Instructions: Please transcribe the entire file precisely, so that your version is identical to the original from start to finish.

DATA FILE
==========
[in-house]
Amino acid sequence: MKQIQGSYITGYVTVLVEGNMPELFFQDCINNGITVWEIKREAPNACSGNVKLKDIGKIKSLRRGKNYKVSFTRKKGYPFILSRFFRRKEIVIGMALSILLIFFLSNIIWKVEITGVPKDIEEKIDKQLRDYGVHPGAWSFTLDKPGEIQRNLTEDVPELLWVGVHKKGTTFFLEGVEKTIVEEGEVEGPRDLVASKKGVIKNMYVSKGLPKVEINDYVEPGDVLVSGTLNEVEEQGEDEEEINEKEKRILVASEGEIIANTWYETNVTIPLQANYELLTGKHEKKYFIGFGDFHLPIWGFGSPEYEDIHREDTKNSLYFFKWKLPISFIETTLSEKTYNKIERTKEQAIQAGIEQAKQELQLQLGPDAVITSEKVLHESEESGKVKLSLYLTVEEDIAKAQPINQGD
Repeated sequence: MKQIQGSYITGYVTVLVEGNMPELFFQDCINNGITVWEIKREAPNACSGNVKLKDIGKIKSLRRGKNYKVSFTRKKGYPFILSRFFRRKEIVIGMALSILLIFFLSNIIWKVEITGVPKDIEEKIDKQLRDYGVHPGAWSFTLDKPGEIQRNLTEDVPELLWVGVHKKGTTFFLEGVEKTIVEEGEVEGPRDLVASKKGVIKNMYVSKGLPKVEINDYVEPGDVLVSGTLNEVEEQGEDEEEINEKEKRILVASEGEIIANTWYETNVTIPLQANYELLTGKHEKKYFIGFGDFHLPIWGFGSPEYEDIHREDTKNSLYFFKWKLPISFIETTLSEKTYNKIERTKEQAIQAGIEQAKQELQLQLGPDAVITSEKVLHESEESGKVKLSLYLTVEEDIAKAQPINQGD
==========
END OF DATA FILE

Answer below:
[in-house]
Amino acid sequence: MKQIQGSYITGYVTVLVEGNMPELFFQDCINNGITVWEIKREAPNACSGNVKLKDIGKIKSLRRGKNYKVSFTRKKGYPFILSRFFRRKEIVIGMALSILLIFFLSNIIWKVEITGVPKDIEEKIDKQLRDYGVHPGAWSFTLDKPGEIQRNLTEDVPELLWVGVHKKGTTFFLEGVEKTIVEEGEVEGPRDLVASKKGVIKNMYVSKGLPKVEINDYVEPGDVLVSGTLNEVEEQGEDEEEINEKEKRILVASEGEIIANTWYETNVTIPLQANYELLTGKHEKKYFIGFGDFHLPIWGFGSPEYEDIHREDTKNSLYFFKWKLPISFIETTLSEKTYNKIERTKEQAIQAGIEQAKQELQLQLGPDAVITSEKVLHESEESGKVKLSLYLTVEEDIAKAQPINQGD
Repeated sequence: MKQIQGSYITGYVTVLVEGNMPELFFQDCINNGITVWEIKREAPNACSGNVKLKDIGKIKSLRRGKNYKVSFTRKKGYPFILSRFFRRKEIVIGMALSILLIFFLSNIIWKVEITGVPKDIEEKIDKQLRDYGVHPGAWSFTLDKPGEIQRNLTEDVPELLWVGVHKKGTTFFLEGVEKTIVEEGEVEGPRDLVASKKGVIKNMYVSKGLPKVEINDYVEPGDVLVSGTLNEVEEQGEDEEEINEKEKRILVASEGEIIANTWYETNVTIPLQANYELLTGKHEKKYFIGFGDFHLPIWGFGSPEYEDIHREDTKNSLYFFKWKLPISFIETTLSEKTYNKIERTKEQAIQAGIEQAKQELQLQLGPDAVITSEKVLHESEESGKVKLSLYLTVEEDIAKAQPINQGD